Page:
When It Comes To Estate Planning, Coordination Is Key
The primary reason most people engage in estate planning is to name who they want to receive their assets when they pass away. Beneficiaries can be named in a will, a trust or pursuant to a beneficiary designation. When naming beneficiaries, it is critically important that your will and your trust (if you have one), not only coordinate with each other, but with the beneficiaries you have named on your various investments, as well as with how your assets are titled. Failure to properly coordinate in all of these areas could have unintended, and in some cases, disastrous consequences.
Both a will and a trust allow you to name who you want to receive your assets when you die. However, those instruments have control over different assets:
- A will only controls assets that are subject to probate upon your death. Assets subject to probate are assets that are titled in your name alone and for which there is no beneficiary named to receive that asset upon your death. If you don’t have any assets subject to probate at your death, it doesn’t matter who you have named as beneficiaries in your will, it will be ignored and of no effect
- A trust only controls assets it owns. Your trust can become the owner of an asset two ways:
- by you transferring an asset to the trust while you are alive; and
- by you naming the trust as the beneficiary of an asset upon your death, either in your will or pursuant to a beneficiary designation.
If your trust does not own any assets, it will be ignored and of no effect.
If you have both a will and a trust, your will should state that your trust is the sole beneficiary of your estate. This will ensure that the assets subject to probate end up in your trust once probate administration is completed.
A beneficiary designation comes in two varieties:
- a true beneficiary designation associated with certain investments like an insurance policy or a retirement account like an IRA or a 401k; and
- a transfer on death designation, which essentially is a beneficiary designation for assets such as bank and investment accounts.
The beneficiary you have named on a bank account or a life insurance policy, for instance, will become the owner of that bank account and will receive the death benefits of that life insurance policy upon your death.
Titling of Assets
An asset can be titled just in your name or in joint names with one or more people. If an asset is titled in your name alone and there is no beneficiary named to receive that asset upon your death, it will be subject to probate upon your death. If an asset is titled jointly with others and there are survivorship rights attached to that ownership, your interest will be extinguished upon your death and the joint owners who survive you will continue to own that asset.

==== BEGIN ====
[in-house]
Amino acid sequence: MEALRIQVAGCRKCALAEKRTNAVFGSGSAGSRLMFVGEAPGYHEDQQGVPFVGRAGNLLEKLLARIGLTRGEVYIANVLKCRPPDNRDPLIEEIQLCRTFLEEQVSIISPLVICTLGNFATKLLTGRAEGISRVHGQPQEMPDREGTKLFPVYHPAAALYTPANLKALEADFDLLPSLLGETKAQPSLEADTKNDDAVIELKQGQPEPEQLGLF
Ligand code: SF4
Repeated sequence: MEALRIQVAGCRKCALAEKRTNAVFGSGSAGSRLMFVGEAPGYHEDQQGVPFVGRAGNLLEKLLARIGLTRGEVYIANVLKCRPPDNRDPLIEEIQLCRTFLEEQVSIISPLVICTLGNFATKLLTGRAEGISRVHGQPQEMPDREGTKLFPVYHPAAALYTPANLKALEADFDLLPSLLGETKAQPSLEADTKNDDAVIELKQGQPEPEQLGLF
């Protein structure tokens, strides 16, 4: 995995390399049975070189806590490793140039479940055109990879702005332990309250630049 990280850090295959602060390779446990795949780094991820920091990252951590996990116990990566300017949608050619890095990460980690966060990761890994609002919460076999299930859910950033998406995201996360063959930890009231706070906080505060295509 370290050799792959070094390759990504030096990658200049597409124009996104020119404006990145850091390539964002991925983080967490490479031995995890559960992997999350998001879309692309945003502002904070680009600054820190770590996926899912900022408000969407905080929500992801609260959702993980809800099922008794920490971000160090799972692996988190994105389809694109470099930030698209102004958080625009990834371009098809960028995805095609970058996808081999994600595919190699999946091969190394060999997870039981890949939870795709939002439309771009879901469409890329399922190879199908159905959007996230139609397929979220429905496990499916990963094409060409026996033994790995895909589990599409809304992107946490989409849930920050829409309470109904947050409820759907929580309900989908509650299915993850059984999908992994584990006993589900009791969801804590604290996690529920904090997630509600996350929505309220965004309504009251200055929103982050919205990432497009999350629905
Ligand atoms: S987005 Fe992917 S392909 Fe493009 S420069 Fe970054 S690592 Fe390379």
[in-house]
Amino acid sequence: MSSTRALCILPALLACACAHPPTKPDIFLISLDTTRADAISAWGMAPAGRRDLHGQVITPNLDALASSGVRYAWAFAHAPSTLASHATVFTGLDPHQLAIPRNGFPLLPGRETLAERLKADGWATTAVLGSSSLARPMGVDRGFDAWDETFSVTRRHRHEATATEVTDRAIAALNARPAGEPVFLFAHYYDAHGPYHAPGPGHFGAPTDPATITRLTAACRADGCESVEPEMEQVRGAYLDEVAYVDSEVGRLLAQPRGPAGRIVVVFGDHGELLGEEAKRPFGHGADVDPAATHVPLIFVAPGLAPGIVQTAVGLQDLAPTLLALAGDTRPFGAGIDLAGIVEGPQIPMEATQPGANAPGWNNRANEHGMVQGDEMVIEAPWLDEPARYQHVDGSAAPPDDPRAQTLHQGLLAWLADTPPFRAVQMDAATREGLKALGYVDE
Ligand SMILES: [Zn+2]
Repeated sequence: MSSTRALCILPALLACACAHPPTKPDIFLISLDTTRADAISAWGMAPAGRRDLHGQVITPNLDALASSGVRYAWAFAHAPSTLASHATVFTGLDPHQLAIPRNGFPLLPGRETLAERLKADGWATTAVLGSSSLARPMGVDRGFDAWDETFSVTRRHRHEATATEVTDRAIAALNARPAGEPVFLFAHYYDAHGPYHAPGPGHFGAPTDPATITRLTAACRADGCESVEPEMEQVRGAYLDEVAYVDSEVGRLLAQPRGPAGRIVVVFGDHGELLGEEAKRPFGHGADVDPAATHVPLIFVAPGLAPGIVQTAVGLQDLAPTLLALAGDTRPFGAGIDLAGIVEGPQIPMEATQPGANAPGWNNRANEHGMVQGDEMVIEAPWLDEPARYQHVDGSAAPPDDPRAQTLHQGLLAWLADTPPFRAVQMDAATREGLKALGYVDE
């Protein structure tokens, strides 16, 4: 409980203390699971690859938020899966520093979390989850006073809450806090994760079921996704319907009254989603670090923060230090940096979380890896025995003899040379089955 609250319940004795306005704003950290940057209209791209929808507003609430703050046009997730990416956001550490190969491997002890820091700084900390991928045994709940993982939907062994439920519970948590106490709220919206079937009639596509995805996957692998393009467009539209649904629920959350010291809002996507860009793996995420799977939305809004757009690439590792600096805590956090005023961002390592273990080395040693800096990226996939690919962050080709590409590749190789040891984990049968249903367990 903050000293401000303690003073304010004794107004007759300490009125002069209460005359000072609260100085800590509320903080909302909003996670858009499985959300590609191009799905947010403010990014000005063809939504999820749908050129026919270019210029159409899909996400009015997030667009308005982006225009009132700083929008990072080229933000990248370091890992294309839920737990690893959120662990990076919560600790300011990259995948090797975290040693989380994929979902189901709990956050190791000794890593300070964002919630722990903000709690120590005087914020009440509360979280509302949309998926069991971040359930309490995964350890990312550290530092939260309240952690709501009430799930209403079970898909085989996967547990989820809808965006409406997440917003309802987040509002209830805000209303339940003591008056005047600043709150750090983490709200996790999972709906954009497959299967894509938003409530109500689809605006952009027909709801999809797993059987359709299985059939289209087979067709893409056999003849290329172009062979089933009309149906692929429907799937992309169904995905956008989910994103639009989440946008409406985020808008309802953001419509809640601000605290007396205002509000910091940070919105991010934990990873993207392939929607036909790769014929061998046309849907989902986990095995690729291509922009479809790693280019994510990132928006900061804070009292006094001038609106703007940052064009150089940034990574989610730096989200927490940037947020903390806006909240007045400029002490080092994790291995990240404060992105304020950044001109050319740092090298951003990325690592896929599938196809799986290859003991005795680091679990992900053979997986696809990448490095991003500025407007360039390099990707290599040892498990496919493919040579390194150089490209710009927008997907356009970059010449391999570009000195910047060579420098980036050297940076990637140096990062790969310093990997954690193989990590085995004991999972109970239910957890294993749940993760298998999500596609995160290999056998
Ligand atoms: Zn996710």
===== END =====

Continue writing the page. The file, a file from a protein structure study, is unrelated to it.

What Happens if You Fail to Coordinate?
Your will, your trust, your beneficiary designations and how an asset is titled act independently of each other. Consequently, if the beneficiaries you have named in those instruments and beneficiary designations are not aligned with each other and are not aligned with how your assets are titled, you could end up with a mess of an estate plan.
To avoid inconsistencies in your estate plan and make sure that your intended beneficiaries are your actual beneficiaries upon your death, you should enlist the help of an experienced estate planning attorney. This will ensure that the estate plan you put into place mirrors the estate plan you intended to put into place.
Categories: Estate Planning
Due to the shock of the death of a spouse or a loved one, the steps of what needs to be done first can be an overwhelming process for the survivor(s). To aid in the breakdown and to act as a tool amidst the emotional days ahead, estate planning Jonathan "Jay" David has assembled a "Survivor's Checklist" of some of the important things that need to be addressed when a spouse or loved one dies.
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E-book Covers Estate Planning Essentials
Engaging in estate planning, while essential, is often emotional and generates many questions. How do I protect my spouse and my children if something happens to me? What happens if I become disabled before I pass on? Who will take care of my pet after I'm gone? How do I pass my business on to my children? These questions and more are addressed in Jonathan David’s recently updated e-book, “Estate Planning: You Have to Start in Order to Finish.”
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